The death of Oscar-winning actor Philip Seymour Hoffman from an apparent heroin overdose is adding to fears from some addiction experts that a drug often used to treat opioid addiction — buprenorphine – may be contributing to addiction problems, not solving them.
Some in the pain patient community also worry that news coverage about Hoffman’s death could lead to further restrictions on access to opioid painkillers because they are perceived as “gateway” drugs to heroin.
Hoffman was discovered dead in his New York City apartment Sunday with a syringe in his arm. According to NBC News, investigators also found dozens of bags of heroin and six bottles of prescription drugs, including the addiction treatment drug buprenorphine – which is more widely known under the brand name Suboxone.
Hoffman did not have a prescription for the buprenorphine, according to investigators.
Buprenorphine is widely used to treat opioid addiction, but it is also a narcotic — prized by heroin addicts for its ability to reduce their withdrawal symptoms between highs.
Buprenorphine is so popular with addicts that it has turned into a street drug to be bartered or exchanged for money, heroin or other illegal drugs. According to one estimate, about half of the buprenorphine obtained through legitimate prescriptions is either being diverted or used illicitly.
“He (Hoffman) bought it from the street to control his withdrawal symptoms. That’s what happens to the vast majority of patients. They use Suboxone to control their withdrawal symptoms, but continue to use heroin to maintain their addiction,” says Percy Menzies, who is president of Assisted Recovery Centers of America, which operates four addiction treatment centers in the St. Louis, Missouri area.
Menzies uses Suboxone as a detox agent for patients in his clinic, but does not recommend it as a long-term medication for addicts. He likens it to using beer as a treatment method for alcoholics.
“We do not use addicting drugs to treat any other addictive disorder, but we are stuck in this complete insanity of using buprenorphine and methadone as the only treatment for opioid addiction. Small wonder, both opioid addiction and the treatment remains so stigmatized. The only people who benefit are the drug companies and the methadone clinics,” Menzies told National Pain Report.
But other addiction experts praise the benefits of buprenorphine and Suboxone.
“Because patients on Suboxone don’t keep taking more and more, they stay on a fixed dosage and over time, can even decrease the dosage. Their cravings stop, they return to work and renew their relationships with friends and family. In short, they get their lives back,” said A. R. Mohammad, MD, an associate professor at the University of Southern California’s Keck School of Medicine.
“There is no cure for addiction, as is the case with all chronic diseases. But when their disease is managed with effective, evidence–based medications over a lifetime, drug addicts – like diabetics – can live a normal, productive life. If nothing less, Philip Seymour Hoffman showed us that a person with the chronic disease of drug addiction can achieve greatness.”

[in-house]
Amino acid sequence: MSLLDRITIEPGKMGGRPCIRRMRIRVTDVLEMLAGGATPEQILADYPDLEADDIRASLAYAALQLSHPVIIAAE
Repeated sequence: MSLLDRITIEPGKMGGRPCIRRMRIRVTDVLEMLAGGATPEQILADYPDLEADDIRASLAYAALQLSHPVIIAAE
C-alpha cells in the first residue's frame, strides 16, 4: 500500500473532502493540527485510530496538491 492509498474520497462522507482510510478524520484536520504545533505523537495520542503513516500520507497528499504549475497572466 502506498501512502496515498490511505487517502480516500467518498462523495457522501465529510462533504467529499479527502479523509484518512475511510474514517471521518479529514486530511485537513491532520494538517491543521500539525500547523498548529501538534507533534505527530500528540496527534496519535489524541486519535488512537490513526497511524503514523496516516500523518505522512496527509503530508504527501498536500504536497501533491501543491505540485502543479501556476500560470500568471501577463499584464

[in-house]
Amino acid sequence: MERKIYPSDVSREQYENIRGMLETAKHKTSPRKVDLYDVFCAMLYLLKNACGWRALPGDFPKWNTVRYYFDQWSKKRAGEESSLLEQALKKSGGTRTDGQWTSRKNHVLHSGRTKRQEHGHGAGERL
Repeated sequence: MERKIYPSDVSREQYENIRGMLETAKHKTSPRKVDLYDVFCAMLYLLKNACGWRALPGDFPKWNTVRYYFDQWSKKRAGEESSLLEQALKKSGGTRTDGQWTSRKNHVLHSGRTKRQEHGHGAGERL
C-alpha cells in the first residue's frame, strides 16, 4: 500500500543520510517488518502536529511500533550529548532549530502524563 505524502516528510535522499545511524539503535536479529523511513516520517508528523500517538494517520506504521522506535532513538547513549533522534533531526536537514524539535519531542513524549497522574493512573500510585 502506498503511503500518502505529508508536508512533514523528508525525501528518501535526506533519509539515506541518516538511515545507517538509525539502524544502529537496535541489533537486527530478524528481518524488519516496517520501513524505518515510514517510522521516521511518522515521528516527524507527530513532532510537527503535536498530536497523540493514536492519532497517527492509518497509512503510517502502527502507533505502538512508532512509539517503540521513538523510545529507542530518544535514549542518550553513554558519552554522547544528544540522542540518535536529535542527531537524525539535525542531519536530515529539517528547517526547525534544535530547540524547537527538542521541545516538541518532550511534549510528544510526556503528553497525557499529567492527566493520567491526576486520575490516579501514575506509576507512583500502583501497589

Hoffman had spoken openly about his past substance abuse problems, saying he quit using drugs and alcohol while in his early 20’s. But early last year, the 46-year old actor had a relapse and checked himself into rehab for 10 days. He told TMZ that he was taking prescription medication, and his use escalated to heroin.
“We can’t speak to the treatment that Hoffman received, but we do know that he was addicted to opiates, most commonly known as prescription painkillers and heroin. Hoffman was one of the 100 opiate deaths that occur every day, and what’s all the more devastating is that these deaths are preventable,” said Steve Pasierb, President and CEO of The Partnership at Drugfree.org.
“It’s important to note that we are seeing a migration to heroin from prescription painkillers. More and more, these prescription medicines are harder to access and more expensive than heroin. By starting with greater awareness and action – like safeguarding our medicines and talking with our kids about the dangers of abusing prescription drugs – we will prevent more people from becoming addicted to heroin.”
Some pain patients worry that publicity surrounding Hoffman’s death will lead to new efforts to restrict access to prescription painkillers.
“The public in general has been brainwashed into lumping all drugs into the same problem. There are millions of us who use prescription opioids and painkillers legally. Mr. Hoffman’s demise is a completely different problem and one that should be addressed more by the DEA, instead of going after the legitimate patients and doctors,” said Dennis Kinch, a patient advocate and chronic pain sufferer.
“No one will look into the details and find out this has nothing to do with us. It is another case of people taking drugs illegally which they get from street dealers, not doctors, and who use them for recreational purposes, not clinical.”
In addition to buprenorphine, investigators also found in Hoffman’s apartment the blood pressure medication clonidine hydrochloride, the attention-deficit disorder drug vyvanse, the anti-anxiety drug hydroxyzine, and the muscle relaxer methocarbamol. All are used in addiction treatment clinics to treat patients, according to Percy Menzies.